When a court takes “judicial notice” of something, it gives a party a pass on proving something with testimony. So, for instance, you can get a court to take judicial notice of the fact that November 6, 2012 was a Tuesday. You won’t have to produce a witness to testify as to that.
So, how about taking judicial notice of blogs?
This won’t come as a shocker. A court can take judicial notice of the existence of a blog, but not the truth of factual assertions made on the blog. (Can you imagine if it were otherwise!?)
Here’s what the court said in Ragland v. U.S. Bank National Association, 209 Cal.App.4th 182 (Cal. App. 2012):
As evidentiary support for the request for judicial notice, Ragland offers 12 exhibits, [including] printed pages from various Web sites and blogs (exhibits 2–6 and 8–12)[.] Ragland’s request for judicial notice requires us … to take judicial notice of, and accept as true, the contents of those exhibits. While we may take judicial notice of the existence of … Web sites, and blogs, we may not accept their contents as true.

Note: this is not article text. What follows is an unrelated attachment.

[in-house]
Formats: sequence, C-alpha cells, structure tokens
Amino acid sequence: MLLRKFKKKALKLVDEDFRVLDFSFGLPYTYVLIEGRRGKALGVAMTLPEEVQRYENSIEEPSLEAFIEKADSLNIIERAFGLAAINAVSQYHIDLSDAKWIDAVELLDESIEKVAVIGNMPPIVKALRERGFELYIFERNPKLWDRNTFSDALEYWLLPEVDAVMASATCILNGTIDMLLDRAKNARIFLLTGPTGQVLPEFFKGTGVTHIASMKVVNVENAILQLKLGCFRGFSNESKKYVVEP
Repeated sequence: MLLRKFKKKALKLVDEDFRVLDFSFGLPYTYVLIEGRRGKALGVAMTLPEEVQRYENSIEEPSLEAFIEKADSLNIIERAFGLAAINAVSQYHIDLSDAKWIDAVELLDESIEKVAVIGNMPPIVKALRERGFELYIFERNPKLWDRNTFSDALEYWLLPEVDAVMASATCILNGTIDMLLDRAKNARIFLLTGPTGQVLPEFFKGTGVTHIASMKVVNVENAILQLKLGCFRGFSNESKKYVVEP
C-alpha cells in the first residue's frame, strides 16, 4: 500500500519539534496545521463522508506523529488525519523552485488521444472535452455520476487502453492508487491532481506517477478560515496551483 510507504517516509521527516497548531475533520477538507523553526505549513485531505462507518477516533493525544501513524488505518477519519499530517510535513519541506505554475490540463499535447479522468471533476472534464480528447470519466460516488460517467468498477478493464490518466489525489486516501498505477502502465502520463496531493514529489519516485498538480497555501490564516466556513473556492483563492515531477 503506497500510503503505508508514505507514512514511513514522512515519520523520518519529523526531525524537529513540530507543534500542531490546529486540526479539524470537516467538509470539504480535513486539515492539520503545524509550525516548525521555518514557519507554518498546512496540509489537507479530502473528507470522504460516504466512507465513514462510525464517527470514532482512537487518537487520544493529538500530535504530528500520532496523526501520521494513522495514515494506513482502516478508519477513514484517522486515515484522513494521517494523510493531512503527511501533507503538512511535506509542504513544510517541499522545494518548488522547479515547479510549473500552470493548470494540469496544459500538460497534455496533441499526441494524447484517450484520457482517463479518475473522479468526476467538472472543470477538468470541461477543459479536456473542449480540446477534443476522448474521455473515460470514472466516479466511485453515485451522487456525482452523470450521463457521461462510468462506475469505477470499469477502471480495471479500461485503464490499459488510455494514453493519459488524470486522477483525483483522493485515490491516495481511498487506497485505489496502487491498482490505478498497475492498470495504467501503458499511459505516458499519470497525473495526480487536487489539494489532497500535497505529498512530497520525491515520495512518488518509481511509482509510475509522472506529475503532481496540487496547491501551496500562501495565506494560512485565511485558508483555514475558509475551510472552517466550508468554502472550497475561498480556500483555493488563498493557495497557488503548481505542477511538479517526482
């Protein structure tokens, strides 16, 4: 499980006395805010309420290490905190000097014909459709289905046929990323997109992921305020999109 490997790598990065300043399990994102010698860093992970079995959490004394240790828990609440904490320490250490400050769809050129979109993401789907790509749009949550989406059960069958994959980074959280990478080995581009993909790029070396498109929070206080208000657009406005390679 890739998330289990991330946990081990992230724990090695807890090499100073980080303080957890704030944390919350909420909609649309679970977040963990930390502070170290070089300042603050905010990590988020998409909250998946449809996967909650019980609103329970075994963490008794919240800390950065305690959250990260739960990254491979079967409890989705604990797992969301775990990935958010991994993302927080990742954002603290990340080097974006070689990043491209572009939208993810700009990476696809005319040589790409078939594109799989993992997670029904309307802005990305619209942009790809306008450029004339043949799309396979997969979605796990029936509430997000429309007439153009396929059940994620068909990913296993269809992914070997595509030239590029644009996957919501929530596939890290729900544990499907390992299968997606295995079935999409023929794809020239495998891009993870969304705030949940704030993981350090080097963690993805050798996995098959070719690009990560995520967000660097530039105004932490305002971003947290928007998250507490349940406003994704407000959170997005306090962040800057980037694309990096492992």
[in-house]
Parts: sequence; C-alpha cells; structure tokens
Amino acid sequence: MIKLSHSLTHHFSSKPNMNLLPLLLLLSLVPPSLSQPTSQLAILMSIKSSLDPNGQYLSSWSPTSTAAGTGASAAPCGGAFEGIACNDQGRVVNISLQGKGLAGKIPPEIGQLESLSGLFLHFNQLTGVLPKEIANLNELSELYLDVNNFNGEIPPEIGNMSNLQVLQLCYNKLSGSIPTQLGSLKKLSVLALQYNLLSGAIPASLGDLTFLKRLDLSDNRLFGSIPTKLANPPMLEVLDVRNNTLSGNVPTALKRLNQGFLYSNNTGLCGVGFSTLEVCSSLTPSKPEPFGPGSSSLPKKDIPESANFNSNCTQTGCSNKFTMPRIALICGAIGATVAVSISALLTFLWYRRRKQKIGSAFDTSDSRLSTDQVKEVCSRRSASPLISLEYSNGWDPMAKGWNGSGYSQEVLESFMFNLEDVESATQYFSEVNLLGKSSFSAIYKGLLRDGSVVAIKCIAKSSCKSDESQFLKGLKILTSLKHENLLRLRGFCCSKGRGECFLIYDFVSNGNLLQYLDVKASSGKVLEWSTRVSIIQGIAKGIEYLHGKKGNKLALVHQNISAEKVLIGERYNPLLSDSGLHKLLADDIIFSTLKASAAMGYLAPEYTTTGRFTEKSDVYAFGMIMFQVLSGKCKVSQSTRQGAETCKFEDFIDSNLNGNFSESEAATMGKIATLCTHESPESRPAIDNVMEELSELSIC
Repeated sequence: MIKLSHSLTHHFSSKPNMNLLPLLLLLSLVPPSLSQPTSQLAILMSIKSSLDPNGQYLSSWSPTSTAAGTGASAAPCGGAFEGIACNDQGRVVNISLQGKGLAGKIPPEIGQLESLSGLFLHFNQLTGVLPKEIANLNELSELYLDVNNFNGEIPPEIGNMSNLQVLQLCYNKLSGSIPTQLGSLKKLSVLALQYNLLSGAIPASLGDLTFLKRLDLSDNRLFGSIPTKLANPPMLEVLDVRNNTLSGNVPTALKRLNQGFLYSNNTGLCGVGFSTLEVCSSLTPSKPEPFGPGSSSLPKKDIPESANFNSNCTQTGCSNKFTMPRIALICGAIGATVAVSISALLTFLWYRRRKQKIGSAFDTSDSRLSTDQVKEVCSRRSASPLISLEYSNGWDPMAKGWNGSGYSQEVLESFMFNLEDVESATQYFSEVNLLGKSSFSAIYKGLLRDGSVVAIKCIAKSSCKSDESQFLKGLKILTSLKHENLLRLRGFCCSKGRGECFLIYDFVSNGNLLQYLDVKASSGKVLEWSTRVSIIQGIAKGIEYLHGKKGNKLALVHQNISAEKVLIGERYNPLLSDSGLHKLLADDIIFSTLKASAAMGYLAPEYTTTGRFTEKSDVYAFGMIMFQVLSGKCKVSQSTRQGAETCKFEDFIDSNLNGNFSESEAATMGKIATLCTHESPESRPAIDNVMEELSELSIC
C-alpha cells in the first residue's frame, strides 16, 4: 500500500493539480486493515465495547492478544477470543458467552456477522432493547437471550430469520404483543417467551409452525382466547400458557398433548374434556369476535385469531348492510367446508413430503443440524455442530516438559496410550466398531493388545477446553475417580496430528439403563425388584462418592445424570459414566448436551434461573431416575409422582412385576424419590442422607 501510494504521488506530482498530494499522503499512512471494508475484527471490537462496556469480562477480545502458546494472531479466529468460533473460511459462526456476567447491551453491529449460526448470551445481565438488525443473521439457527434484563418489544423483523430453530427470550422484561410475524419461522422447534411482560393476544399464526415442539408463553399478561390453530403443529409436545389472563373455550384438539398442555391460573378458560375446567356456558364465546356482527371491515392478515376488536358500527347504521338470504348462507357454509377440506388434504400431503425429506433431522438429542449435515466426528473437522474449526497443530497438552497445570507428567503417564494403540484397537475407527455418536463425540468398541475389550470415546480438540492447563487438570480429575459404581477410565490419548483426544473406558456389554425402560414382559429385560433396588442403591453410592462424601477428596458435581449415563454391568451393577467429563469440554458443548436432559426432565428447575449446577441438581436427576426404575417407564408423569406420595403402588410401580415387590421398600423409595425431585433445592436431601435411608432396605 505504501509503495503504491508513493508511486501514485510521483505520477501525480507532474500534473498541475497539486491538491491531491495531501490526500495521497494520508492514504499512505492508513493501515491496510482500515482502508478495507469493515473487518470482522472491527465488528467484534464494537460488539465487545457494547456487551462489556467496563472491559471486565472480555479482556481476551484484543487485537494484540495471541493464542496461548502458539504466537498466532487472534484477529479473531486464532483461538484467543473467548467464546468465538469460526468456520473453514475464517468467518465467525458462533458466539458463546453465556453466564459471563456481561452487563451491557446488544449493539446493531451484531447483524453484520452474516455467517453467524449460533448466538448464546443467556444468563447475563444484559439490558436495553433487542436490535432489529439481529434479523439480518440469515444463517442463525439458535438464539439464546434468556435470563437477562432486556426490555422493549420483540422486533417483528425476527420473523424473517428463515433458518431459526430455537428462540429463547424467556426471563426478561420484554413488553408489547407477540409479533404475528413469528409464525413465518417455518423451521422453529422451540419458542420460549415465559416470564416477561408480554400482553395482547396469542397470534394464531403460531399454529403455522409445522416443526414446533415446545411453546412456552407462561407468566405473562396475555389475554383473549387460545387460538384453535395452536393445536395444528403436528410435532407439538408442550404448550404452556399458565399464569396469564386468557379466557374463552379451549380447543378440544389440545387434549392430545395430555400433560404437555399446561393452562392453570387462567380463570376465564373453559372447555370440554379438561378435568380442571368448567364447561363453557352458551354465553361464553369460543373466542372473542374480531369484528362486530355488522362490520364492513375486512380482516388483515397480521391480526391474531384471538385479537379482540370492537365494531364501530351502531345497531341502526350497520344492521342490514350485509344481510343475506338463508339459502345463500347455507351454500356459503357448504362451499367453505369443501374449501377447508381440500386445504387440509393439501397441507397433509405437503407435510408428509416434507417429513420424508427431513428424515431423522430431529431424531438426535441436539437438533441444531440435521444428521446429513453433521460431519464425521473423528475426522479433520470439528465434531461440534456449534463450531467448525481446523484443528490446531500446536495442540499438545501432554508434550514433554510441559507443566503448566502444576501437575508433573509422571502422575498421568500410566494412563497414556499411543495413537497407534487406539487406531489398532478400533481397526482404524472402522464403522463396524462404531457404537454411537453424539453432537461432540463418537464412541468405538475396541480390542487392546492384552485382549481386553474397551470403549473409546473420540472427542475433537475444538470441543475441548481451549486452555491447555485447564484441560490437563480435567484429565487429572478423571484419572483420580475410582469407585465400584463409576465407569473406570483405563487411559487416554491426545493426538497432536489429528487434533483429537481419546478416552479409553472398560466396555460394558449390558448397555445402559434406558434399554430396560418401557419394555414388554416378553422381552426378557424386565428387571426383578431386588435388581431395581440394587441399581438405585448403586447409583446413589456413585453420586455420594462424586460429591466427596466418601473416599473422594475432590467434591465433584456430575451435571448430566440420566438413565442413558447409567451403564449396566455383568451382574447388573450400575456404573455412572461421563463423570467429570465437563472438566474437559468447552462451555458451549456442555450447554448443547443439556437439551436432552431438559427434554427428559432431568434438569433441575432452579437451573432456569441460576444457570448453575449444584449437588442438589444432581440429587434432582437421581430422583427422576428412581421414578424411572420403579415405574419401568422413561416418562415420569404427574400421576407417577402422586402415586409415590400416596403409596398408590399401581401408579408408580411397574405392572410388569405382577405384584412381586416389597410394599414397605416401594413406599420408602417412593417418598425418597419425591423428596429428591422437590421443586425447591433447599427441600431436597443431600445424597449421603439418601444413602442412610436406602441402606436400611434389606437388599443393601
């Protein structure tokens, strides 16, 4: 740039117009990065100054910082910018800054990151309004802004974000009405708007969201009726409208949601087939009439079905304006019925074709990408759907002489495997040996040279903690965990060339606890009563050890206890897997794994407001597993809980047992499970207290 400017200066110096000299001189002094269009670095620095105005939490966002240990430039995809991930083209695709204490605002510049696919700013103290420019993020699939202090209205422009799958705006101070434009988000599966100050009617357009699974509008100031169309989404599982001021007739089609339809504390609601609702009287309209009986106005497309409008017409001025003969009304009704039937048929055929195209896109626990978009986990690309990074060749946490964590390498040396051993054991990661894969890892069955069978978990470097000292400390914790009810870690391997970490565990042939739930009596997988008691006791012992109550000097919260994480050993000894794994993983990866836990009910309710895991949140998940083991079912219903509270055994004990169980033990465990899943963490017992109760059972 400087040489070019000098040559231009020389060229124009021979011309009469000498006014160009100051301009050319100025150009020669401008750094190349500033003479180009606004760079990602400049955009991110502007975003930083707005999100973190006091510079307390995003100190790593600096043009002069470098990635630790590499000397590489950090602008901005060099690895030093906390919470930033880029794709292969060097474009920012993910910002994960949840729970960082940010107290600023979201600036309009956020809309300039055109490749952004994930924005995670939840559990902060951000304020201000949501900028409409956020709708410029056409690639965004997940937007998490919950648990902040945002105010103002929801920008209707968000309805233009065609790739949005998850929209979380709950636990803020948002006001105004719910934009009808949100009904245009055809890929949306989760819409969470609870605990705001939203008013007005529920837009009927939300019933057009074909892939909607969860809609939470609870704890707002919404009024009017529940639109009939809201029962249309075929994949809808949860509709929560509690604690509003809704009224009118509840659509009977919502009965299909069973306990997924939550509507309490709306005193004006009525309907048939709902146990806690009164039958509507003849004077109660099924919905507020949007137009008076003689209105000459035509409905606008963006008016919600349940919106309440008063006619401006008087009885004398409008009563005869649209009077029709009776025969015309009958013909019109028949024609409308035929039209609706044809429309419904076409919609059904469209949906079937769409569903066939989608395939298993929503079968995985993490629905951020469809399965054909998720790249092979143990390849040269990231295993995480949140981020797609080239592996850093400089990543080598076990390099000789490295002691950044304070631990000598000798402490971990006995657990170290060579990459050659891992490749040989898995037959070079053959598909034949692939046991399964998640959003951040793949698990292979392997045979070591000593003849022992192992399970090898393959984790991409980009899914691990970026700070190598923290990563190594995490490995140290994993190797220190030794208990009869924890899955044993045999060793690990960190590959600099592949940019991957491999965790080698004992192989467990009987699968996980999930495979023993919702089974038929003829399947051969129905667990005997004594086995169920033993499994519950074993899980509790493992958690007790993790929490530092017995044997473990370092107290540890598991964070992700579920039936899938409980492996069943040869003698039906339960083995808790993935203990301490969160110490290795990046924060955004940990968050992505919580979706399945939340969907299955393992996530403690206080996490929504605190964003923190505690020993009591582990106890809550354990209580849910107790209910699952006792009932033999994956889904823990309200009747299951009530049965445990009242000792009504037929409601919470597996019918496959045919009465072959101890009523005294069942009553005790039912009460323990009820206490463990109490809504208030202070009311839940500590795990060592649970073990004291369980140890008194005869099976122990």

Id. at 193.
Presumably, the court can also take judicial notice not only of the existence of the blog, but also the fact that certain statements exist on the blog. That makes sense, since the judge and all parties can independently access a blog just by using the internet.
But blogs can and do change. There’s clearly a separate question as to what is required as proof that a blog said a certain thing on a certain date. That presumably requires testimony in the form of an affidavit or declaration – though that’s not hard to do.